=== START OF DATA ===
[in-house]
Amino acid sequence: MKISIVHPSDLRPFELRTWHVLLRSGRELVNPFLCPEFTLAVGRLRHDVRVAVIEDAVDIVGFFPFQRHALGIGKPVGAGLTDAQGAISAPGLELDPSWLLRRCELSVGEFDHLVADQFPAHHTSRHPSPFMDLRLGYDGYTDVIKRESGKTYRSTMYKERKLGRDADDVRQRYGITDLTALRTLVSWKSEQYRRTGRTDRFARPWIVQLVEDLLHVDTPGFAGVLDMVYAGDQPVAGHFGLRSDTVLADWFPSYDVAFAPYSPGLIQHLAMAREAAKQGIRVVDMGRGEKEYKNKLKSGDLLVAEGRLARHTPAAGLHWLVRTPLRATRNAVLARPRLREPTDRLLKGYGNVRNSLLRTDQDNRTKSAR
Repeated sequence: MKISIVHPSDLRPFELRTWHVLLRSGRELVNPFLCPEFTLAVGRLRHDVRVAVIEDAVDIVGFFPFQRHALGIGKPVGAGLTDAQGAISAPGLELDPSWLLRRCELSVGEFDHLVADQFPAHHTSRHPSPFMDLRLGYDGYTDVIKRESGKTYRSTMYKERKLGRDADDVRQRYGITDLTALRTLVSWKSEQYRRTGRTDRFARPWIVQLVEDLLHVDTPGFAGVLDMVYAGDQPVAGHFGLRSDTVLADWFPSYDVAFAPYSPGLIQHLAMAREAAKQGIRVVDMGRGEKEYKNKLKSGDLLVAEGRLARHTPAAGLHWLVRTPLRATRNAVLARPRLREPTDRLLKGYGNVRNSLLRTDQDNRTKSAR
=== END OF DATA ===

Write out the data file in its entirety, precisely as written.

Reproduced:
[in-house]
Amino acid sequence: MKISIVHPSDLRPFELRTWHVLLRSGRELVNPFLCPEFTLAVGRLRHDVRVAVIEDAVDIVGFFPFQRHALGIGKPVGAGLTDAQGAISAPGLELDPSWLLRRCELSVGEFDHLVADQFPAHHTSRHPSPFMDLRLGYDGYTDVIKRESGKTYRSTMYKERKLGRDADDVRQRYGITDLTALRTLVSWKSEQYRRTGRTDRFARPWIVQLVEDLLHVDTPGFAGVLDMVYAGDQPVAGHFGLRSDTVLADWFPSYDVAFAPYSPGLIQHLAMAREAAKQGIRVVDMGRGEKEYKNKLKSGDLLVAEGRLARHTPAAGLHWLVRTPLRATRNAVLARPRLREPTDRLLKGYGNVRNSLLRTDQDNRTKSAR
Repeated sequence: MKISIVHPSDLRPFELRTWHVLLRSGRELVNPFLCPEFTLAVGRLRHDVRVAVIEDAVDIVGFFPFQRHALGIGKPVGAGLTDAQGAISAPGLELDPSWLLRRCELSVGEFDHLVADQFPAHHTSRHPSPFMDLRLGYDGYTDVIKRESGKTYRSTMYKERKLGRDADDVRQRYGITDLTALRTLVSWKSEQYRRTGRTDRFARPWIVQLVEDLLHVDTPGFAGVLDMVYAGDQPVAGHFGLRSDTVLADWFPSYDVAFAPYSPGLIQHLAMAREAAKQGIRVVDMGRGEKEYKNKLKSGDLLVAEGRLARHTPAAGLHWLVRTPLRATRNAVLARPRLREPTDRLLKGYGNVRNSLLRTDQDNRTKSAR